Using ACS Multi-Year Estimates for Neighborhood Analyses (2014)

This session, featuring a discussion from Timothy Bray, PhD, from the Institute for Urban Policy Research at the University of Texas at Dallas, will explore the methodological issues surrounding the application of the American Community Survey (ACS) data to policy and planning problems. The presentation will include both tabularized / aggregate data, as well as data analyses with the Public Use Micro Sample (PUMS) data. 

Presenter: Dr. Timothy Bray is the Director of the Institute for Urban Policy Research at the University of Texas at Dallas. He is on the faculty of the School of Economic, Political, and Policy Sciences, where he teaches in the Public Policy, Political Economy, Public Affairs, and Criminology programs. Dr. Bray received his Ph.D. in Criminology from the University of Missouri-St. Louis. Prior to earning his doctorate, Dr. Bray served as an Assistant Bureau Chief with the Illinois State Police, where he headed the strategic and operational research units. Upon leaving the State Police, Dr. Bray was awarded the Achievement Medal for his innovative approach to solving contemporary and traditional policing issues. Before heading the research operations for the Illinois State Police, Dr. Bray worked in areas of strategic planning and performance measurement, then in an advisory capacity to the department’s Deputy Director for the Information and Technology Command. In addition to state government experience, Dr. Bray has worked in city and county agencies.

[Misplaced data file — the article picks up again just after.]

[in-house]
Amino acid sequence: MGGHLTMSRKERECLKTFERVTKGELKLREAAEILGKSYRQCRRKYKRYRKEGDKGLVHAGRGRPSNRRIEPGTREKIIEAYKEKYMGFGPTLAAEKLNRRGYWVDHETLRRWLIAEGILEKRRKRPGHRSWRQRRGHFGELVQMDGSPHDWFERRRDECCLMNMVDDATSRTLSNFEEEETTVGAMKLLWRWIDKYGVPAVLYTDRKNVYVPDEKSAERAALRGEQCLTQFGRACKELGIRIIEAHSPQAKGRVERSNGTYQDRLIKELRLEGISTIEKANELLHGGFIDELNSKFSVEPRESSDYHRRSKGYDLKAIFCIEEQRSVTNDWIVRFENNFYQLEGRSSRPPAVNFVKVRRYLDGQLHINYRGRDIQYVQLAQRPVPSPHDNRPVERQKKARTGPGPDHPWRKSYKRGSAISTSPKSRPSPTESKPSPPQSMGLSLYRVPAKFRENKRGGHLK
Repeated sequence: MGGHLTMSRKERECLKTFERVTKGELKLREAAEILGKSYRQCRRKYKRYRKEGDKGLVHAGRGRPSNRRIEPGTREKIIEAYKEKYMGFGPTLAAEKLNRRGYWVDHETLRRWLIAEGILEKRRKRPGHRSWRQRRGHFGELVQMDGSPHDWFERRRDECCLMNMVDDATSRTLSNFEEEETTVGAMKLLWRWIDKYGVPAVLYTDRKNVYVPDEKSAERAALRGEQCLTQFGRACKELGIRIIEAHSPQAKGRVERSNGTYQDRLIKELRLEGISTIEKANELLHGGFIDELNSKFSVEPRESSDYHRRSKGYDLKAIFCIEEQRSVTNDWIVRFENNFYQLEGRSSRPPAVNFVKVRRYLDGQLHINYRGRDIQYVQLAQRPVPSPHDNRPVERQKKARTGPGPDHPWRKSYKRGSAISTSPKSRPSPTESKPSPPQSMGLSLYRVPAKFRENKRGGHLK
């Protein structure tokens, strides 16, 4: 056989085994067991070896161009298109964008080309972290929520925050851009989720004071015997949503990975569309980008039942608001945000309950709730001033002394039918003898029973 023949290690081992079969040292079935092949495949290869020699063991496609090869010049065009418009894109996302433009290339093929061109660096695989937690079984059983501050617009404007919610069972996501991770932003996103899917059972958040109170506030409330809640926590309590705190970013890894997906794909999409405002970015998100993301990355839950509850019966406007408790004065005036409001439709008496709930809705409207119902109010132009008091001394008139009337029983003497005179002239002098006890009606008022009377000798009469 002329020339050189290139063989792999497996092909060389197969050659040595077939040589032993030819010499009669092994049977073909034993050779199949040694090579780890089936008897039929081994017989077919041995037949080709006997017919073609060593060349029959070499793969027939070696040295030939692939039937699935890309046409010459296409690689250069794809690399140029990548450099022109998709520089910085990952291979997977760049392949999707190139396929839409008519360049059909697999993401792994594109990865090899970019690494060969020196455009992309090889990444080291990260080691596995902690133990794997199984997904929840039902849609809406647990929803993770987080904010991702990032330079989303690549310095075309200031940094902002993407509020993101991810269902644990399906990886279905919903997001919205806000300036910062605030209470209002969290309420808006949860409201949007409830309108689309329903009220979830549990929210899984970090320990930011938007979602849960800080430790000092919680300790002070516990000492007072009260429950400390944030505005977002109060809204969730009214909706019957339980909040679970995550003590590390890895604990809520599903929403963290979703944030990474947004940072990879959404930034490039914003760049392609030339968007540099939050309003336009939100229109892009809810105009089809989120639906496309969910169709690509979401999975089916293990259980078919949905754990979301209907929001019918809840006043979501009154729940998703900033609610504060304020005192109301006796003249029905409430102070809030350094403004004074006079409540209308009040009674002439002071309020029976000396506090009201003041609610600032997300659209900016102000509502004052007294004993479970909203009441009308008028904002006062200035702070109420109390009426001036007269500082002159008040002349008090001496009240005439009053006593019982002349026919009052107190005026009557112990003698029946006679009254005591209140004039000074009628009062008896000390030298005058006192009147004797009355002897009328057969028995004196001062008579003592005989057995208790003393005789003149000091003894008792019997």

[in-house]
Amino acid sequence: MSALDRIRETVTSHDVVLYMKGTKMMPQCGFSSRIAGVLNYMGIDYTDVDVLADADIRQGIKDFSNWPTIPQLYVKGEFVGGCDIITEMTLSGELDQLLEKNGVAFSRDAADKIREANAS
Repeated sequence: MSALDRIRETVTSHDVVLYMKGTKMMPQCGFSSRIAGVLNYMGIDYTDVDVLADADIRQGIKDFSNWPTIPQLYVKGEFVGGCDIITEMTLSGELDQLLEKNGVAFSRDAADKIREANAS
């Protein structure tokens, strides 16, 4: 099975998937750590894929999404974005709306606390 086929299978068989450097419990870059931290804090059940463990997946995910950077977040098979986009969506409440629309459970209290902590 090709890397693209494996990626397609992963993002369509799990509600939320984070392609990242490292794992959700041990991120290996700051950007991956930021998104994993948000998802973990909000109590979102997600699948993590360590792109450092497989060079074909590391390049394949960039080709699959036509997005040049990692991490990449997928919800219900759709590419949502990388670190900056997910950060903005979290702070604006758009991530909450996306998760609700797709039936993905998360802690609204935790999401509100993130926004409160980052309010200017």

Dr. Bray's current research focuses on the development of multidimensional indicators for quality of life and disparities in quality of life, increasing the collective efficacy of private-public community-based partnerships, and tools to bring vast “big data” sources to strategically direct the efforts of community-based organizations toward greater impact. In addition, Dr. Bray’s research includes the development and application of hierarchical models to explain variation in neighborhood levels of social dislocations, including assessing and controlling for spatial dependence in the data.